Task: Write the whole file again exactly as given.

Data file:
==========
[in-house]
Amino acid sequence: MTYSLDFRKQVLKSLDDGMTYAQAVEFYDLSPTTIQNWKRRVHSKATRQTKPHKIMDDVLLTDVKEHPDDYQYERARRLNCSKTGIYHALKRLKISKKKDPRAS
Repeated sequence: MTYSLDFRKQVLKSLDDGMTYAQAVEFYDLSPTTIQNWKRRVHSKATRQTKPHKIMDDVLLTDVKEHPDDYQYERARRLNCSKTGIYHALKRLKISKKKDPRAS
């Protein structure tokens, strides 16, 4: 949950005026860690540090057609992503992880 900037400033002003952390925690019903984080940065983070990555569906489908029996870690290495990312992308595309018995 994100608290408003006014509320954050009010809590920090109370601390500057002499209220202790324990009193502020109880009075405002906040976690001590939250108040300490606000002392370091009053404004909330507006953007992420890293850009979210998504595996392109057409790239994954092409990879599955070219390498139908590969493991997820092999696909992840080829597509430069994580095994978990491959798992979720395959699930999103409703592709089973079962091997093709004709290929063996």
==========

[in-house]
Amino acid sequence: MTYSLDFRKQVLKSLDDGMTYAQAVEFYDLSPTTIQNWKRRVHSKATRQTKPHKIMDDVLLTDVKEHPDDYQYERARRLNCSKTGIYHALKRLKISKKKDPRAS
Repeated sequence: MTYSLDFRKQVLKSLDDGMTYAQAVEFYDLSPTTIQNWKRRVHSKATRQTKPHKIMDDVLLTDVKEHPDDYQYERARRLNCSKTGIYHALKRLKISKKKDPRAS
């Protein structure tokens, strides 16, 4: 949950005026860690540090057609992503992880 900037400033002003952390925690019903984080940065983070990555569906489908029996870690290495990312992308595309018995 994100608290408003006014509320954050009010809590920090109370601390500057002499209220202790324990009193502020109880009075405002906040976690001590939250108040300490606000002392370091009053404004909330507006953007992420890293850009979210998504595996392109057409790239994954092409990879599955070219390498139908590969493991997820092999696909992840080829597509430069994580095994978990491959798992979720395959699930999103409703592709089973079962091997093709004709290929063996």